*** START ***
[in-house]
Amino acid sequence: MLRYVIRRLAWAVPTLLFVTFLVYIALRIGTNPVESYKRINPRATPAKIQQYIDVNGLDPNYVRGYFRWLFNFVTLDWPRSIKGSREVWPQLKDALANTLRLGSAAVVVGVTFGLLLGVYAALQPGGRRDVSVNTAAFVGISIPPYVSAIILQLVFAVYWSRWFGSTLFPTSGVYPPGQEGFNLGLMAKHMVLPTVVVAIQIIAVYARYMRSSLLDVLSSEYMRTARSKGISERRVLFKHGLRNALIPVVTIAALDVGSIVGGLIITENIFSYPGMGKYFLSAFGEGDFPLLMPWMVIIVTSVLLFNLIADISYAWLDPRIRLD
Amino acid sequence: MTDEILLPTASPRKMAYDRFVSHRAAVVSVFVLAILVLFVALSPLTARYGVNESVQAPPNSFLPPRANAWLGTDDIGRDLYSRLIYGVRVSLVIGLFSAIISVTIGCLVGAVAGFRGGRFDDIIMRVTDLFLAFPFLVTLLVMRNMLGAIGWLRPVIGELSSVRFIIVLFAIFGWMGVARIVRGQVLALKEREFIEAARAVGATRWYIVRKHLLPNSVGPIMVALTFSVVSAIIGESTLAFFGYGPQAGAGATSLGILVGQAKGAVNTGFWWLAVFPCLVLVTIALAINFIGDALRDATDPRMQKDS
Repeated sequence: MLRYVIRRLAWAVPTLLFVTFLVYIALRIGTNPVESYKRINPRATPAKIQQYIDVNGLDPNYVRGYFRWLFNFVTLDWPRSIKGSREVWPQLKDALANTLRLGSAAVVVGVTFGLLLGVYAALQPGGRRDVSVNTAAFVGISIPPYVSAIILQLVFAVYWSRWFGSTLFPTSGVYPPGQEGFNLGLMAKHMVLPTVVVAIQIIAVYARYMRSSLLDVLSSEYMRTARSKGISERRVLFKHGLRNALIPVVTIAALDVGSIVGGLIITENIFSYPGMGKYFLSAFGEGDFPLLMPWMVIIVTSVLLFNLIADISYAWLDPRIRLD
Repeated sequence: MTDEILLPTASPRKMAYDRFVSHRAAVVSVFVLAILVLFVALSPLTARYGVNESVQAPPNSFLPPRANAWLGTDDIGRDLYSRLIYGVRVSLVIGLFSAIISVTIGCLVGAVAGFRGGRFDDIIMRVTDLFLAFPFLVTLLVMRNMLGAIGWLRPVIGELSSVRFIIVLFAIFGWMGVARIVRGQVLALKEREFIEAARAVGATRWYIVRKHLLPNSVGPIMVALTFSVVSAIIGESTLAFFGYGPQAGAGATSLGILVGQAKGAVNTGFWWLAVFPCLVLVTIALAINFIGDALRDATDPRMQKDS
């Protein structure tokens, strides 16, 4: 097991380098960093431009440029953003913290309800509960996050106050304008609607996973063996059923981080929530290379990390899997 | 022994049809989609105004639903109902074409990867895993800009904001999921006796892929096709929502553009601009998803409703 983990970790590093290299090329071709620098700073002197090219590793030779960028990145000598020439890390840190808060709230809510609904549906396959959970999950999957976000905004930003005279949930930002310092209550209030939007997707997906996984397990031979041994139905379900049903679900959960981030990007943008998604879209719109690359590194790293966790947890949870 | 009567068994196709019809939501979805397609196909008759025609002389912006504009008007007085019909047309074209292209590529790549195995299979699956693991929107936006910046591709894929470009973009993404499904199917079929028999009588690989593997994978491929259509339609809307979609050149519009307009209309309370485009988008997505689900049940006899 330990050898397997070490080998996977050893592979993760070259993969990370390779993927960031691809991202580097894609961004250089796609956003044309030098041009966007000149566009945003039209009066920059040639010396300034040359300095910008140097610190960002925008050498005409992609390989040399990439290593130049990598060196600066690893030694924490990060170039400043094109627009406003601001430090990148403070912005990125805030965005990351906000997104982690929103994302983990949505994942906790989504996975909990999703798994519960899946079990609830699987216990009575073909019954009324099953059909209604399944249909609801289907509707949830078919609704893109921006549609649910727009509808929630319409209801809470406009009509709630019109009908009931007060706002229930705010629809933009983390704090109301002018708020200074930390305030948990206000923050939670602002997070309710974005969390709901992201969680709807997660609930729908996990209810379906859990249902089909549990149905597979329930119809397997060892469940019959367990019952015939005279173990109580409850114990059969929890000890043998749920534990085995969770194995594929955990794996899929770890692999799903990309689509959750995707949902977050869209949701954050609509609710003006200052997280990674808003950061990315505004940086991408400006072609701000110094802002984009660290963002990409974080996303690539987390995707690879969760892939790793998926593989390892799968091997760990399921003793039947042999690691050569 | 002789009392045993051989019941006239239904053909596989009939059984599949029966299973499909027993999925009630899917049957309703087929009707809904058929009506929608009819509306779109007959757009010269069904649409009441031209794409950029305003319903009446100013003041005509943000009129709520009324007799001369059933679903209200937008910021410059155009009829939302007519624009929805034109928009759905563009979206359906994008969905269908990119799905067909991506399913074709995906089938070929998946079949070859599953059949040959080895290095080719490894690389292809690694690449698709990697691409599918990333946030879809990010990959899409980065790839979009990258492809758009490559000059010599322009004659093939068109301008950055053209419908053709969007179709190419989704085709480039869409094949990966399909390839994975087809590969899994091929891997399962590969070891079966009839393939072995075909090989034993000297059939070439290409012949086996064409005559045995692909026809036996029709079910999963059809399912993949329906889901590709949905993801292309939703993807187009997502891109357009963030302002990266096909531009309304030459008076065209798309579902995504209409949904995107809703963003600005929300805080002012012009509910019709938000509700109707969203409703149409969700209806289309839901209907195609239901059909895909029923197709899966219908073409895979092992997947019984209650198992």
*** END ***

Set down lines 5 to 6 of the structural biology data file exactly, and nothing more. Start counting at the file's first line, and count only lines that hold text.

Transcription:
Repeated sequence: MTDEILLPTASPRKMAYDRFVSHRAAVVSVFVLAILVLFVALSPLTARYGVNESVQAPPNSFLPPRANAWLGTDDIGRDLYSRLIYGVRVSLVIGLFSAIISVTIGCLVGAVAGFRGGRFDDIIMRVTDLFLAFPFLVTLLVMRNMLGAIGWLRPVIGELSSVRFIIVLFAIFGWMGVARIVRGQVLALKEREFIEAARAVGATRWYIVRKHLLPNSVGPIMVALTFSVVSAIIGESTLAFFGYGPQAGAGATSLGILVGQAKGAVNTGFWWLAVFPCLVLVTIALAINFIGDALRDATDPRMQKDS
């Protein structure tokens, strides 16, 4: 097991380098960093431009440029953003913290309800509960996050106050304008609607996973063996059923981080929530290379990390899997 | 022994049809989609105004639903109902074409990867895993800009904001999921006796892929096709929502553009601009998803409703 983990970790590093290299090329071709620098700073002197090219590793030779960028990145000598020439890390840190808060709230809510609904549906396959959970999950999957976000905004930003005279949930930002310092209550209030939007997707997906996984397990031979041994139905379900049903679900959960981030990007943008998604879209719109690359590194790293966790947890949870 | 009567068994196709019809939501979805397609196909008759025609002389912006504009008007007085019909047309074209292209590529790549195995299979699956693991929107936006910046591709894929470009973009993404499904199917079929028999009588690989593997994978491929259509339609809307979609050149519009307009209309309370485009988008997505689900049940006899 330990050898397997070490080998996977050893592979993760070259993969990370390779993927960031691809991202580097894609961004250089796609956003044309030098041009966007000149566009945003039209009066920059040639010396300034040359300095910008140097610190960002925008050498005409992609390989040399990439290593130049990598060196600066690893030694924490990060170039400043094109627009406003601001430090990148403070912005990125805030965005990351906000997104982690929103994302983990949505994942906790989504996975909990999703798994519960899946079990609830699987216990009575073909019954009324099953059909209604399944249909609801289907509707949830078919609704893109921006549609649910727009509808929630319409209801809470406009009509709630019109009908009931007060706002229930705010629809933009983390704090109301002018708020200074930390305030948990206000923050939670602002997070309710974005969390709901992201969680709807997660609930729908996990209810379906859990249902089909549990149905597979329930119809397997060892469940019959367990019952015939005279173990109580409850114990059969929890000890043998749920534990085995969770194995594929955990794996899929770890692999799903990309689509959750995707949902977050869209949701954050609509609710003006200052997280990674808003950061990315505004940086991408400006072609701000110094802002984009660290963002990409974080996303690539987390995707690879969760892939790793998926593989390892799968091997760990399921003793039947042999690691050569 | 002789009392045993051989019941006239239904053909596989009939059984599949029966299973499909027993999925009630899917049957309703087929009707809904058929009506929608009819509306779109007959757009010269069904649409009441031209794409950029305003319903009446100013003041005509943000009129709520009324007799001369059933679903209200937008910021410059155009009829939302007519624009929805034109928009759905563009979206359906994008969905269908990119799905067909991506399913074709995906089938070929998946079949070859599953059949040959080895290095080719490894690389292809690694690449698709990697691409599918990333946030879809990010990959899409980065790839979009990258492809758009490559000059010599322009004659093939068109301008950055053209419908053709969007179709190419989704085709480039869409094949990966399909390839994975087809590969899994091929891997399962590969070891079966009839393939072995075909090989034993000297059939070439290409012949086996064409005559045995692909026809036996029709079910999963059809399912993949329906889901590709949905993801292309939703993807187009997502891109357009963030302002990266096909531009309304030459008076065209798309579902995504209409949904995107809703963003600005929300805080002012012009509910019709938000509700109707969203409703149409969700209806289309839901209907195609239901059909895909029923197709899966219908073409895979092992997947019984209650198992």